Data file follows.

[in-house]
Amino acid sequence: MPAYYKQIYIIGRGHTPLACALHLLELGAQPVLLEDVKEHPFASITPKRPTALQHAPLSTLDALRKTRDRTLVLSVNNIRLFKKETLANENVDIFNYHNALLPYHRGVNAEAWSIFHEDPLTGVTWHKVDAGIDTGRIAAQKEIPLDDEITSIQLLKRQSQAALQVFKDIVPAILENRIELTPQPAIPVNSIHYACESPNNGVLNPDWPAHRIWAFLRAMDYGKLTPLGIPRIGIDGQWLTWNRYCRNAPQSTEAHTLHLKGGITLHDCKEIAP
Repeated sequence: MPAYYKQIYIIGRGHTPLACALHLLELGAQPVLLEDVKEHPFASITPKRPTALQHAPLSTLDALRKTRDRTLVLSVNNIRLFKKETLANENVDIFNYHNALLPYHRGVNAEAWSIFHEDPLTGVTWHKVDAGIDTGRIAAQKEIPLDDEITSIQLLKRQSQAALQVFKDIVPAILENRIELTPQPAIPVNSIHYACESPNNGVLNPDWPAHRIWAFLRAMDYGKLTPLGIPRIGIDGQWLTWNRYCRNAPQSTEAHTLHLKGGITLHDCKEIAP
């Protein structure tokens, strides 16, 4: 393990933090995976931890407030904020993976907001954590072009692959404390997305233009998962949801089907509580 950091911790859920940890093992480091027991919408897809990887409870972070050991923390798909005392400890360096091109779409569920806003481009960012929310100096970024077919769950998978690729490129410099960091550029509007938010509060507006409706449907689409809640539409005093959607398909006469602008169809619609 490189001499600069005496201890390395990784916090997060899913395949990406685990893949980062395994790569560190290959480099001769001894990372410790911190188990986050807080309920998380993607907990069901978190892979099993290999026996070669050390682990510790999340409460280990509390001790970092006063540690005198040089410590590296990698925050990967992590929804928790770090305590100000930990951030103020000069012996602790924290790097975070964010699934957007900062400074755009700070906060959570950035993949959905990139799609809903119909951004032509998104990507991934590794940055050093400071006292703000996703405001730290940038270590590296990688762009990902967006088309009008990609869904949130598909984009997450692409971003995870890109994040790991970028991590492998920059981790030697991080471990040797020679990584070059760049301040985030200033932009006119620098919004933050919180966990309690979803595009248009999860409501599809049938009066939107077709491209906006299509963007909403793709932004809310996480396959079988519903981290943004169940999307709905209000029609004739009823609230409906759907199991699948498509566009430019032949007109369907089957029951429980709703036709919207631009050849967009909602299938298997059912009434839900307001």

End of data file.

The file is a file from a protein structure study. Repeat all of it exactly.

[in-house]
Amino acid sequence: MPAYYKQIYIIGRGHTPLACALHLLELGAQPVLLEDVKEHPFASITPKRPTALQHAPLSTLDALRKTRDRTLVLSVNNIRLFKKETLANENVDIFNYHNALLPYHRGVNAEAWSIFHEDPLTGVTWHKVDAGIDTGRIAAQKEIPLDDEITSIQLLKRQSQAALQVFKDIVPAILENRIELTPQPAIPVNSIHYACESPNNGVLNPDWPAHRIWAFLRAMDYGKLTPLGIPRIGIDGQWLTWNRYCRNAPQSTEAHTLHLKGGITLHDCKEIAP
Repeated sequence: MPAYYKQIYIIGRGHTPLACALHLLELGAQPVLLEDVKEHPFASITPKRPTALQHAPLSTLDALRKTRDRTLVLSVNNIRLFKKETLANENVDIFNYHNALLPYHRGVNAEAWSIFHEDPLTGVTWHKVDAGIDTGRIAAQKEIPLDDEITSIQLLKRQSQAALQVFKDIVPAILENRIELTPQPAIPVNSIHYACESPNNGVLNPDWPAHRIWAFLRAMDYGKLTPLGIPRIGIDGQWLTWNRYCRNAPQSTEAHTLHLKGGITLHDCKEIAP
């Protein structure tokens, strides 16, 4: 393990933090995976931890407030904020993976907001954590072009692959404390997305233009998962949801089907509580 950091911790859920940890093992480091027991919408897809990887409870972070050991923390798909005392400890360096091109779409569920806003481009960012929310100096970024077919769950998978690729490129410099960091550029509007938010509060507006409706449907689409809640539409005093959607398909006469602008169809619609 490189001499600069005496201890390395990784916090997060899913395949990406685990893949980062395994790569560190290959480099001769001894990372410790911190188990986050807080309920998380993607907990069901978190892979099993290999026996070669050390682990510790999340409460280990509390001790970092006063540690005198040089410590590296990698925050990967992590929804928790770090305590100000930990951030103020000069012996602790924290790097975070964010699934957007900062400074755009700070906060959570950035993949959905990139799609809903119909951004032509998104990507991934590794940055050093400071006292703000996703405001730290940038270590590296990688762009990902967006088309009008990609869904949130598909984009997450692409971003995870890109994040790991970028991590492998920059981790030697991080471990040797020679990584070059760049301040985030200033932009006119620098919004933050919180966990309690979803595009248009999860409501599809049938009066939107077709491209906006299509963007909403793709932004809310996480396959079988519903981290943004169940999307709905209000029609004739009823609230409906759907199991699948498509566009430019032949007109369907089957029951429980709703036709919207631009050849967009909602299938298997059912009434839900307001």